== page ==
The German magazine Der Spiegel has reported that the hospitalized Russian opposition politician Aleksei Navalny has made further progress and is said to be able to speak, although a Navalny spokesperson appeared to downplay the report.
Russian authorities have pressed Germany to share the evidence that led them to conclude "without doubt" that Navalny was poisoned with a military nerve agent from the Novichok group, the same class of Soviet-era nerve agents that British authorities said was used on former Russian spy Sergei Skripal and his daughter in England in 2018. Russian doctors said they had found no trace of poison in Navalny's system.
Russian Foreign Minister Sergei Lavrov accused critics in the West on September 10 of expecting Russia to accept blame for something it had nothing to do with.
The Kremlin critic is being treated in Berlin's Charite hospital after becoming seriously ill on a Russian domestic flight last month. Germany has demanded Russia explain the affair, though Russia denies any involvement.
"Der Spiegel and Bellingcat understand that Navalny can speak again and can likely remember details about his collapse," the magazine wrote, crediting its investigative website partner. "His statements could be dangerous for people behind the attack."
The German magazine said Navalny's police protection had been stepped up in the expectation that he would be receiving more visitors as his condition improved.
The Insider, a Russian investigative website also involved in the report, said Navalny remembered events up to the illness.
However, Navalny spokeswoman Kira Yarmysh appeared to downplay the report.
"In connection with the latest material about Aleksei: that he is conscious and reacting to those around him, we reported that already on Monday, but, in general, the article is very exaggerated and contained many factual errors," Yarmysh wrote on Twitter, without explicitly citing the Der Spiegel article.
There was no immediate comment by the hospital treating Navalny.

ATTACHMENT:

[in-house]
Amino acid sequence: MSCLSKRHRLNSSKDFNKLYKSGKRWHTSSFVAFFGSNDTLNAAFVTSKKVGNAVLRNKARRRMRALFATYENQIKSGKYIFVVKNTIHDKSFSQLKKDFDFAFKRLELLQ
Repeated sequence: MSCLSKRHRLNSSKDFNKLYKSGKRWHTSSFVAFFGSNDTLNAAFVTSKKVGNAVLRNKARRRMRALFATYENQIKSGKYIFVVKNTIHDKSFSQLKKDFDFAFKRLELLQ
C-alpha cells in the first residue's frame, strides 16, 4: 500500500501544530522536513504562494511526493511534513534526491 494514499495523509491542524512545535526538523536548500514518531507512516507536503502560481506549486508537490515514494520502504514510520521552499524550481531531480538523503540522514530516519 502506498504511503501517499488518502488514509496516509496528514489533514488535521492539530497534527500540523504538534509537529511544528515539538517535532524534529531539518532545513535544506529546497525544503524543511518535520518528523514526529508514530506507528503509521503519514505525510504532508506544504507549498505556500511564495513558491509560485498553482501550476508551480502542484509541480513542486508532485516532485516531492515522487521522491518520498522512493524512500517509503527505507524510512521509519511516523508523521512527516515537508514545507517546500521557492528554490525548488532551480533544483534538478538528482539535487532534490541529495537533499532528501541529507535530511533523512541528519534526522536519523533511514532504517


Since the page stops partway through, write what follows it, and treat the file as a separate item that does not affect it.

The affair has added fresh tensions between Russia and the West.
Lavrov charged that Germany, the United States and other Western allies who have urged Russia to conduct a probe into Navalny's poisoning expect Moscow to accept blame for something it hasn't done.
"We’re accustomed to unfounded accusations," Lavrov said. "When the official representative of the German government says that the request from the Russian Prosecutor-General's Office has been directed to independent judiciary agencies and so the German government can do nothing about it while demanding that we conduct an investigation, it resembles the precedent created by our Western colleagues following the Salisbury poisoning incident."
"If such logic prevails, that would only mean that they put themselves above the law, above everyone else," he added.
Germany’s Defense Ministry has said the data about Navalny had been provided to the Hague-based Organization for the Prohibition of Chemical Weapons.
Lavrov’s comments come a day after U.S. Secretary of State Mike Pompeo said on September 9 that there was a "substantial chance" his poisoning was ordered by senior Russian officials.
Pompeo said people around the world "see this kind of activity for what it is. And when they see the effort to poison a dissident, and they recognize that there is a substantial chance that this actually came from senior Russian officials, I think this is not good for the Russian people."
Kremlin spokesman Dmitry Peskov said on September 10 that Moscow viewed that statement as "unacceptable."
Berlin is facing calls for a sharper response to the poisoning. Some opposition politicians have called for the Nord Stream 2 gas pipeline from Russia to Germany to be cancelled, even as it nears completion.
Italian Prime Minister Giuseppe Conte was quoted on September 10 as saying Russian President Vladimir Putin had told him he would set up a committee to investigate Navalny's case and "was ready to collaborate with the German authorities."
Peskov later on September 10 appeared to deny that report, saying the Italian minister's remarks could have been based on a "misunderstanding."
Peskov told reporters that Moscow still saw no grounds to open a criminal case into the illness of Navalny.
Peskov said Russia had not seen solid evidence of his alleged poisoning and that it had not received any medical data from Germany.